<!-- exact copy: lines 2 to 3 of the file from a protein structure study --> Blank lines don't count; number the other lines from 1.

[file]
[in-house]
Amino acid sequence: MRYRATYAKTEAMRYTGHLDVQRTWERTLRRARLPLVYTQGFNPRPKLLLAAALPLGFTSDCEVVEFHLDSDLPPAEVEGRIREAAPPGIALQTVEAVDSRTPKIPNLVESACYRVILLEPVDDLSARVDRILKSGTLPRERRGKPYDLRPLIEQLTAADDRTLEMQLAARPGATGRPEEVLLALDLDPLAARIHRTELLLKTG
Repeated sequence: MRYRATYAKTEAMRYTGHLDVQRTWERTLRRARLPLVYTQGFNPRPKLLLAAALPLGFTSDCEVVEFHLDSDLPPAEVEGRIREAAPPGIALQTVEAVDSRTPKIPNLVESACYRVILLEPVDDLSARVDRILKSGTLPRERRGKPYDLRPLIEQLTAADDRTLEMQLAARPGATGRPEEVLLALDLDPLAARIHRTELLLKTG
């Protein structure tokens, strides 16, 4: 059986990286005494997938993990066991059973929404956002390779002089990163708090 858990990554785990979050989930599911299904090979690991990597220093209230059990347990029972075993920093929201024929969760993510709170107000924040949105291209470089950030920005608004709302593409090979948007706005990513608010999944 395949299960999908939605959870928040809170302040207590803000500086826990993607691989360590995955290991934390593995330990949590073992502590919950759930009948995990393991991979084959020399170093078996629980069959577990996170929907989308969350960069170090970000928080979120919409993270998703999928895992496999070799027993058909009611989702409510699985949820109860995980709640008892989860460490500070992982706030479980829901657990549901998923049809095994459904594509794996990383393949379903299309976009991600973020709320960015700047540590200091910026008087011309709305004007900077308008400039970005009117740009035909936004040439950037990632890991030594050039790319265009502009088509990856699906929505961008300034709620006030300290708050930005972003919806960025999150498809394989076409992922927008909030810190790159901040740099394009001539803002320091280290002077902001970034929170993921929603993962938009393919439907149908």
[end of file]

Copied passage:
Amino acid sequence: MRYRATYAKTEAMRYTGHLDVQRTWERTLRRARLPLVYTQGFNPRPKLLLAAALPLGFTSDCEVVEFHLDSDLPPAEVEGRIREAAPPGIALQTVEAVDSRTPKIPNLVESACYRVILLEPVDDLSARVDRILKSGTLPRERRGKPYDLRPLIEQLTAADDRTLEMQLAARPGATGRPEEVLLALDLDPLAARIHRTELLLKTG
Repeated sequence: MRYRATYAKTEAMRYTGHLDVQRTWERTLRRARLPLVYTQGFNPRPKLLLAAALPLGFTSDCEVVEFHLDSDLPPAEVEGRIREAAPPGIALQTVEAVDSRTPKIPNLVESACYRVILLEPVDDLSARVDRILKSGTLPRERRGKPYDLRPLIEQLTAADDRTLEMQLAARPGATGRPEEVLLALDLDPLAARIHRTELLLKTG